Business is good for online scammers, and that’s bad news for consumers. Consumer Reports 2008 State of the New survey suggest that American consumers lost almost $8.5 billion in the last two years to viruses, spyware and phishing scams. The news isn’t all bad—at least for computer manufacturers—as the survey found that some 2.1 million computers needed to be replaced due to online threats.
In all seriousness however, this is also bad news for small and home-based businesses. Among the new scams and online threats that are on the rise, cell-phone spam is among the worst concerns. This is one that will probably grow and cost consumers more—in part because the spam (including text messages) can add up to big dollars for users.
Even traditional spam remains a problem. According to Consumers Reports, 1 in 3 survey respondents reported heavy levels of spam, and it is estimated that 1.2 million people nationwide received more than 25 such messages each day during a recent six-month period. If it is only 25 messages they should count themselves lucky!
Spyware is also on the rise, and it is estimated that more than half a million computers were replaced due to spyware. Of course consumers as well as small business could have reformatted, but for many it is easier to say out with the old and in with the new.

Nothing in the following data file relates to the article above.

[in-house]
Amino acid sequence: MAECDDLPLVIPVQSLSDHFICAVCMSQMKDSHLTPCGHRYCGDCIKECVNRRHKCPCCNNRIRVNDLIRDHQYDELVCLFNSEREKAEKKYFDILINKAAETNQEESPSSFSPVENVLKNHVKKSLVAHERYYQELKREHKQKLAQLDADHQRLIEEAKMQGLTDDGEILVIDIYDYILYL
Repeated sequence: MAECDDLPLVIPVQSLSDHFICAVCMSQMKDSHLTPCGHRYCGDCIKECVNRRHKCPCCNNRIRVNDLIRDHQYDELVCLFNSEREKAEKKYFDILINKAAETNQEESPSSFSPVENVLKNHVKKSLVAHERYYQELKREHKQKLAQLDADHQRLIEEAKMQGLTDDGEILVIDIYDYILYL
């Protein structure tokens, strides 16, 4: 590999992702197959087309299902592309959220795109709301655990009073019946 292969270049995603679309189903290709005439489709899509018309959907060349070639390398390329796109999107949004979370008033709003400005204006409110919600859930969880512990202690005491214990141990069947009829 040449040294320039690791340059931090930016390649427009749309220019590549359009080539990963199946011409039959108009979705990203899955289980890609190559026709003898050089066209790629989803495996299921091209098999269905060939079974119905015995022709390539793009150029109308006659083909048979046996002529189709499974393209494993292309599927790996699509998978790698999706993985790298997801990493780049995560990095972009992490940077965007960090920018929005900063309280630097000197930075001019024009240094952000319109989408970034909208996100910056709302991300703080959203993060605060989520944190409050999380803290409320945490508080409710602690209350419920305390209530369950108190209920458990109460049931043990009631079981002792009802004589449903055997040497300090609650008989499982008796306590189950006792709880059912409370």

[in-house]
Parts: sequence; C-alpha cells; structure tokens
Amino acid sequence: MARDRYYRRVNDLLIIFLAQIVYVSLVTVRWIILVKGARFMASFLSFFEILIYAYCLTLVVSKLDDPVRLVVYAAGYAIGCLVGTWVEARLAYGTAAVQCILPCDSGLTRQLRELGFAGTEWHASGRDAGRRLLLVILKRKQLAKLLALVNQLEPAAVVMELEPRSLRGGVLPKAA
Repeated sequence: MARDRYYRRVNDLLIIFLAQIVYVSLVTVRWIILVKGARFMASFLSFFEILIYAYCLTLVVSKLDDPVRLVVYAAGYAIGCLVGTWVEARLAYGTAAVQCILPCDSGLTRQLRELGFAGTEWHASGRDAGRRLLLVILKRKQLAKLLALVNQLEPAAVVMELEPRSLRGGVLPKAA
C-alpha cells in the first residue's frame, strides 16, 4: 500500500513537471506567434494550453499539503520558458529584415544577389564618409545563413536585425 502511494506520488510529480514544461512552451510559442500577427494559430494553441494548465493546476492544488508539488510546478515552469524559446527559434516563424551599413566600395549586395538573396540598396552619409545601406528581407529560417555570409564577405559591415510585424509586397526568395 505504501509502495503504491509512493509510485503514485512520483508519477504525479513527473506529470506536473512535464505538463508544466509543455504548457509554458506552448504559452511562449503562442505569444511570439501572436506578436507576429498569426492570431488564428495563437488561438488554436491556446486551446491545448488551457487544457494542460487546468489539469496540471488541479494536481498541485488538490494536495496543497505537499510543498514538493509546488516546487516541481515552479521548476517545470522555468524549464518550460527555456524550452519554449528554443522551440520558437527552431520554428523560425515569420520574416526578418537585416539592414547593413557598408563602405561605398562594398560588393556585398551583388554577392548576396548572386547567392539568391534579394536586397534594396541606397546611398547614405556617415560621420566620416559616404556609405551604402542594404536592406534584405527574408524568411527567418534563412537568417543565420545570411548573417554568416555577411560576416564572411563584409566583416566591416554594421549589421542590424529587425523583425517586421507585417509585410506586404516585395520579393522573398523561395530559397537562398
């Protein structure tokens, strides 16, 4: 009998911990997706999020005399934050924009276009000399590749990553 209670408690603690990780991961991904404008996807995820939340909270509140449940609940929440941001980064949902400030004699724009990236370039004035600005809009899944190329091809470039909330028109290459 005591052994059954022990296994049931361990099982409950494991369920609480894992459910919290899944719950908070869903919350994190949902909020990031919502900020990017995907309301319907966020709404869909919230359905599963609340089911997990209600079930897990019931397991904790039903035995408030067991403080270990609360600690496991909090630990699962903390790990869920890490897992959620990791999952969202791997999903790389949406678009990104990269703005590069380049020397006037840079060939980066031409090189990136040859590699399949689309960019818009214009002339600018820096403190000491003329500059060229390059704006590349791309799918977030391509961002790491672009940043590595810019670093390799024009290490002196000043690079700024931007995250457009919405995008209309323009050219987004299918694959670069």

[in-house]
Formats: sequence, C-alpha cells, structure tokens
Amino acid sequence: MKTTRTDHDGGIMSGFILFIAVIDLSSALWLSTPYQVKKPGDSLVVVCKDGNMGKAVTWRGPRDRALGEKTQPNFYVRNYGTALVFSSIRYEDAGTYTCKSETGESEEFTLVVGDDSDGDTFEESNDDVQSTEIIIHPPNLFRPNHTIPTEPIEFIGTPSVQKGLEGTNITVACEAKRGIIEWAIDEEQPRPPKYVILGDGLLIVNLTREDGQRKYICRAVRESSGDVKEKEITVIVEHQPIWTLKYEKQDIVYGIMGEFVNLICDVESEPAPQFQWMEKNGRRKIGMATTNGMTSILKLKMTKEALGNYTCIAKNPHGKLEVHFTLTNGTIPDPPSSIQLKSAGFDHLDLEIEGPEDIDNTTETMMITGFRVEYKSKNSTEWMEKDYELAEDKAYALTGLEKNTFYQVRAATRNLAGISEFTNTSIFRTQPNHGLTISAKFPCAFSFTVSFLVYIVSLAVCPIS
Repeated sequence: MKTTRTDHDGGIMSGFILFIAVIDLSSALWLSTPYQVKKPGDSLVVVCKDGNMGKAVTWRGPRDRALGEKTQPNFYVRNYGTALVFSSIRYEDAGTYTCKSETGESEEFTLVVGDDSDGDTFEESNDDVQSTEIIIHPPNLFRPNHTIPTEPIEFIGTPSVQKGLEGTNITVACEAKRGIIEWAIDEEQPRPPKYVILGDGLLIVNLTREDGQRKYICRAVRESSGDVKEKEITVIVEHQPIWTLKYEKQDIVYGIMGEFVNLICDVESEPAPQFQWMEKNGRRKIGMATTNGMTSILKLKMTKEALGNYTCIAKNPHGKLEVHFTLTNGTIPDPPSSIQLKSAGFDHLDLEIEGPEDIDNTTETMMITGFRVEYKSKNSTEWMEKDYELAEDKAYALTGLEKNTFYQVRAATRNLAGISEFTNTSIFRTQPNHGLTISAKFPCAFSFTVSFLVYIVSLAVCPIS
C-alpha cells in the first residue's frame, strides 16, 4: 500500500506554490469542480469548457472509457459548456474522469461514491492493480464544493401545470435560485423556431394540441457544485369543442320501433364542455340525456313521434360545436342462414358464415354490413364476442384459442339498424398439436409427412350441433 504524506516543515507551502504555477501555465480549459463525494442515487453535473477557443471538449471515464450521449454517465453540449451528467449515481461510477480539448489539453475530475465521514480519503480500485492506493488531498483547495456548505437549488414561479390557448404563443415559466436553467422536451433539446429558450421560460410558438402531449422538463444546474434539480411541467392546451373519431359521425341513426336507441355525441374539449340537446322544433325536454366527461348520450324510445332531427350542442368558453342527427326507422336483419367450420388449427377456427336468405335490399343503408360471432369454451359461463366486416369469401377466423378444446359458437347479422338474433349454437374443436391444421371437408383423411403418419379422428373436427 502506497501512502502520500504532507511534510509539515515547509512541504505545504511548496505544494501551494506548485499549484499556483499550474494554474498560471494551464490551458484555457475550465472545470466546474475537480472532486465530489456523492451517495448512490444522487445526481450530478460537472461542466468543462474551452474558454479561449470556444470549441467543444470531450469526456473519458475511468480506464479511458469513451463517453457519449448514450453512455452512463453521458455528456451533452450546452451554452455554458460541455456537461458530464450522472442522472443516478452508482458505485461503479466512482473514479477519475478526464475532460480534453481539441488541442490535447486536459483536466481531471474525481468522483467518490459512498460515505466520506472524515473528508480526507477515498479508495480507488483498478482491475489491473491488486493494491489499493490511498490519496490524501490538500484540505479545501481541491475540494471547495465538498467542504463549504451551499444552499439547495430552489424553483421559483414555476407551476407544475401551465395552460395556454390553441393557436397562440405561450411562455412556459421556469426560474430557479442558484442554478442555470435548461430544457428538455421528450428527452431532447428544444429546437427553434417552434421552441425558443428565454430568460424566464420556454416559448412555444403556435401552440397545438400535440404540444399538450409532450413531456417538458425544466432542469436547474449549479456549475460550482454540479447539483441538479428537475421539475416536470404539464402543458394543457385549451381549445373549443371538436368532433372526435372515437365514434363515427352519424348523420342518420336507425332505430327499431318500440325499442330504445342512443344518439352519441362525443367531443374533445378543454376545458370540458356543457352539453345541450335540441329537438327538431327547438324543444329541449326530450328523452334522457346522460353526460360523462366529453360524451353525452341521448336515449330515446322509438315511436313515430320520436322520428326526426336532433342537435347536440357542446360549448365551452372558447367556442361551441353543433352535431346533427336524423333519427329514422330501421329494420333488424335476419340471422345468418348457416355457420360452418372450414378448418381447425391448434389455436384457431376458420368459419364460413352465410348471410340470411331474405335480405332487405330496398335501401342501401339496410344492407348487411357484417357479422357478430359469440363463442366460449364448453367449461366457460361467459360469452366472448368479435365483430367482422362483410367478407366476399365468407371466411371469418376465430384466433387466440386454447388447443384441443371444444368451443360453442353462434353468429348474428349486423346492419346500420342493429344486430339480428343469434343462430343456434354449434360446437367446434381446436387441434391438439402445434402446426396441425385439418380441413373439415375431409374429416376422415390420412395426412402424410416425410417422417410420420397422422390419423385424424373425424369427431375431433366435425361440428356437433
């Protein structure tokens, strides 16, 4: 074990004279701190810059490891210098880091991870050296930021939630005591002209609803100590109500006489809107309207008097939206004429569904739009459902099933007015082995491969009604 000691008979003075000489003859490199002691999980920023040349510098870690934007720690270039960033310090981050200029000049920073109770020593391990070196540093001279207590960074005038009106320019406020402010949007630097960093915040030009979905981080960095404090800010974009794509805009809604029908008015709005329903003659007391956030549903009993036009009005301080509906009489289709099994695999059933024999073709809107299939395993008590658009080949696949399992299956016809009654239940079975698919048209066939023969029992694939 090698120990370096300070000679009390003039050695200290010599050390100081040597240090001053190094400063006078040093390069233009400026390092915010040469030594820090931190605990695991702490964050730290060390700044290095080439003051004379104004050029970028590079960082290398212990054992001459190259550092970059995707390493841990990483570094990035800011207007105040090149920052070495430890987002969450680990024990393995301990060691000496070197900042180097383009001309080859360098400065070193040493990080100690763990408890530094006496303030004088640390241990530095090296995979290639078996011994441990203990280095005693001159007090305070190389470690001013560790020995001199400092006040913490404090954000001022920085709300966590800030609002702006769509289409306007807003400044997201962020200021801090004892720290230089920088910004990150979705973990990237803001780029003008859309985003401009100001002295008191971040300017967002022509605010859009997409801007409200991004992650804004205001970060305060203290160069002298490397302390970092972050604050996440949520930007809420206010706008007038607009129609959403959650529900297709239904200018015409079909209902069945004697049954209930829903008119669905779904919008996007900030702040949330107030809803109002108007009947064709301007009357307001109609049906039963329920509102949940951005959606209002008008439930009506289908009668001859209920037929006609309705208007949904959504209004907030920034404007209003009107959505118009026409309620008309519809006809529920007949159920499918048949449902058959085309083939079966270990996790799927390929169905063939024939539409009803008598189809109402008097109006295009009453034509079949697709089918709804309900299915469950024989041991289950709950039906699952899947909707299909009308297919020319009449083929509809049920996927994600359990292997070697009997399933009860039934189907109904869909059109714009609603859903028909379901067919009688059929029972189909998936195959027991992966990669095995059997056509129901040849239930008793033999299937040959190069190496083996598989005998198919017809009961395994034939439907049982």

Even more worrisome is that 19 percent of respondents to the survey reported that they didn’t have any antivirus software on their computers, while 75 percent said they didn’t use any sort of anti-phishing toolbar. This is notable because it means these people are at risk and as long as there are potential victims there will be scammers looking for those marks.
Consumer Reports also took the time to identify the seven blunders people commonly make with their computers when going online:
- They assume the security software is working
- They access accounts, including those for banking and eBay, through an e-mail link
- They use a single password for all online accounts
- They download free software
- They think Mac shields them from all risks
- They click on a pop-up ad that says the PC is insecure
- They shop online the same way they would in a store
All good things to keep in mind, but I have a couple more blunders that people commonly make:
- Use a bank account link when shopping online—PayPal charges no fees to buyers, only sellers, so there is no reason not to use PayPal to send money. And you can send the money from a credit card, where you have more control should something bad happen.
- Not alerting the credit card company when you’re making large online purchases—and not watching your statements closely
- Using passwords that are easy enough to figure out, such as birthdates, mother’s maiden names and addresses
- Forgetting to clear sensitive data when using a computer at an Internet caf? or other shared PC
- Considering that a work computer is secure—even if you work in a small office you shouldn’t have your PC automatically remember passwords, or even save your user name
Being safe online means using common sense. But that sense shouldn’t go out the window if you work from home or work in an office.